Ultra-high field parallel imaging of the superior parietal lobule during mental maze solving

Center for Magnetic Resonance Research, Department of Radiology, University of Minnesota Medical School, Minneapolis, MN 55455, USA.
Experimental Brain Research (Impact Factor: 2.04). 07/2008; 187(4):551-61. DOI: 10.1007/s00221-008-1318-8
Source: PubMed


We used ultra-high field (7 T) fMRI and parallel imaging to scan the superior parietal lobule (SPL) of human subjects as they mentally traversed a maze path in one of four directions (up, down, left, right). A counterbalanced design for maze presentation and a quasi-isotropic voxel (1.46 x 1.46 x 2 mm thick) collection were implemented. Fifty-one percent of single voxels in the SPL were tuned to the direction of the maze path. Tuned voxels were distributed throughout the SPL, bilaterally. A nearest neighbor analysis revealed a "honeycomb" arrangement such that voxels tuned to a particular direction tended to occur in clusters. Three-dimensional (3D) directional clusters were identified in SPL as oriented centroids traversing the cortical depth. There were 13 same-direction clusters per hemisphere containing 22 voxels per cluster, on the average; the mean nearest-neighbor, same-direction intercluster distance was 9.4 mm. These results provide a much finer detail of the directional tuning in SPL, as compared to those obtained previously at 4 T (Gourtzelidis et al. Exp Brain Res 165:273-282, 2005). The more accurate estimates of quantitative clustering parameters in 3D brain space in this study were made possible by the higher signal-to-noise and contrast-to-noise ratios afforded by the higher magnetic field of 7 T as well as the quasi-isotropic design of voxel data collection.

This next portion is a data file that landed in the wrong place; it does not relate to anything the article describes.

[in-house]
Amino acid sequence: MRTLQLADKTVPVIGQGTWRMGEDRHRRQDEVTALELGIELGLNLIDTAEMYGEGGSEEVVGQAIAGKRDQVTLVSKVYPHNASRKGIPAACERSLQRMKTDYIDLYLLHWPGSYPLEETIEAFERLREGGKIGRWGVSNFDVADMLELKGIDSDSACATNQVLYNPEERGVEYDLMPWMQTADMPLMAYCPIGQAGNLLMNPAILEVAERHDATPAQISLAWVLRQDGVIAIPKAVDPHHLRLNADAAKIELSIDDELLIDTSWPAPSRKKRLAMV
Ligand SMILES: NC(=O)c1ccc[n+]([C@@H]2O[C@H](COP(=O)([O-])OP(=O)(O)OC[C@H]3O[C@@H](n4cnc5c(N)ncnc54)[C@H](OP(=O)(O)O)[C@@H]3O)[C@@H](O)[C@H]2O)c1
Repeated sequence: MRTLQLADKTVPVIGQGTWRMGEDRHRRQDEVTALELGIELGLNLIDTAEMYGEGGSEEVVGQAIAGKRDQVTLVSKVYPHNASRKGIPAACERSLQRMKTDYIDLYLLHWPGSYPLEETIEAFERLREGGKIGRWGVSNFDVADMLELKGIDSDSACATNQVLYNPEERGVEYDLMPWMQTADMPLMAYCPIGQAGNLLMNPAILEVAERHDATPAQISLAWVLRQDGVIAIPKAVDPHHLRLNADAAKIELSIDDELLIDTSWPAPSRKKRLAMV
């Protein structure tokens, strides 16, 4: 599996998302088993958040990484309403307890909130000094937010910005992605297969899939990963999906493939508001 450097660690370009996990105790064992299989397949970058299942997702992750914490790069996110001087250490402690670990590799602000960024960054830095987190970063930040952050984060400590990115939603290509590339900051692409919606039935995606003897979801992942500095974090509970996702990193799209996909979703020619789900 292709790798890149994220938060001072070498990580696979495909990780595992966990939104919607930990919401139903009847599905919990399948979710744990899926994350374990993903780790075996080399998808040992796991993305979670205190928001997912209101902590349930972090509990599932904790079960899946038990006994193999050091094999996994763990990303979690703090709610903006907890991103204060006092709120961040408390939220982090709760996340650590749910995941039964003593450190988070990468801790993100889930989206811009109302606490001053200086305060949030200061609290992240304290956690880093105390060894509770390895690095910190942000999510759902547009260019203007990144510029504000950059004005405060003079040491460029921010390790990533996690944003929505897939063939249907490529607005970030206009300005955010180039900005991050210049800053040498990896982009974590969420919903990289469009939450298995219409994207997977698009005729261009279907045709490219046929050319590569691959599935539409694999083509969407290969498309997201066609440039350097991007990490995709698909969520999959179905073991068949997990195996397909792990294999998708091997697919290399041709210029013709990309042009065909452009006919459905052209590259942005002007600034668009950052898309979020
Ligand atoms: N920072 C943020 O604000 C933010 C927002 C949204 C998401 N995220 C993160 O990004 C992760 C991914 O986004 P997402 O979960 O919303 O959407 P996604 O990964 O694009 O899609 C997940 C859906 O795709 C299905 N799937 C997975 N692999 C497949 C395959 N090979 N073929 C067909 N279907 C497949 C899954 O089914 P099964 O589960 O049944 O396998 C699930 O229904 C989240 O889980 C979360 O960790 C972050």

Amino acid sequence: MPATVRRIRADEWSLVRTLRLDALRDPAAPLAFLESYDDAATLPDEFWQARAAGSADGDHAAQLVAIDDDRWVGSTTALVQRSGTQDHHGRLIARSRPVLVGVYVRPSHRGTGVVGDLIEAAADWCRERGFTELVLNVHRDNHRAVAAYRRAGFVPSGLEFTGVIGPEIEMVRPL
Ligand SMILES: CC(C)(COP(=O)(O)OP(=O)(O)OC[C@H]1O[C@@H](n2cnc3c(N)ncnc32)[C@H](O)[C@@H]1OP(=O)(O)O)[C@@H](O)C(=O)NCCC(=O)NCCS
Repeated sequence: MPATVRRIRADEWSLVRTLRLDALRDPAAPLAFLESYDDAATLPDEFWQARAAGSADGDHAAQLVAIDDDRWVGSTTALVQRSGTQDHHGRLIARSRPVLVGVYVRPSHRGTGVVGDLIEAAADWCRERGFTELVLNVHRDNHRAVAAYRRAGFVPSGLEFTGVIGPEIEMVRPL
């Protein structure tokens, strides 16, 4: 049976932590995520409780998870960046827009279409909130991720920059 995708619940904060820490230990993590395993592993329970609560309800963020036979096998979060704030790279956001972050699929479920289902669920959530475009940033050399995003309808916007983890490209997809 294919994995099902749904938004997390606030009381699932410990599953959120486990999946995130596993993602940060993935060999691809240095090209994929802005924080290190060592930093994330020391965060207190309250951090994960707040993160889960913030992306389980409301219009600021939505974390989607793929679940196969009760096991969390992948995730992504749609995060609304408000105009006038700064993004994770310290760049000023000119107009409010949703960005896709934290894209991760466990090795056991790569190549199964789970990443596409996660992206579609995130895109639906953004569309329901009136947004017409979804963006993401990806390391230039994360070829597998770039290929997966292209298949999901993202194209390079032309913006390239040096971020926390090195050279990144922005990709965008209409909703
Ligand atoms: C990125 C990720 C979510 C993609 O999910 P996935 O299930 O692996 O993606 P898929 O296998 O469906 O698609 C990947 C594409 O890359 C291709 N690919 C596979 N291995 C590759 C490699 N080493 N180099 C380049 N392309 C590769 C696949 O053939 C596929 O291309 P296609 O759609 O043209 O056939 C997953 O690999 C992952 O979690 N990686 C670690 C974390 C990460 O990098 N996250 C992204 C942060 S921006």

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    • "Given the involvement of the PPC in the control of attention , one might expect to observe a set size effect in this region because the demand on visual attention presumably increases with set size. For example, it is reasonable to think that the number and direction ( Jerde et al., 2008; Gourtzelidis et al., 2005) of covert shifts of attention would increase with the number of potential targets, and loaddependent increases have been observed in PPC for attention and working memory (Mayer et al., 2007). However, we did not find a set size effect in PPC. "
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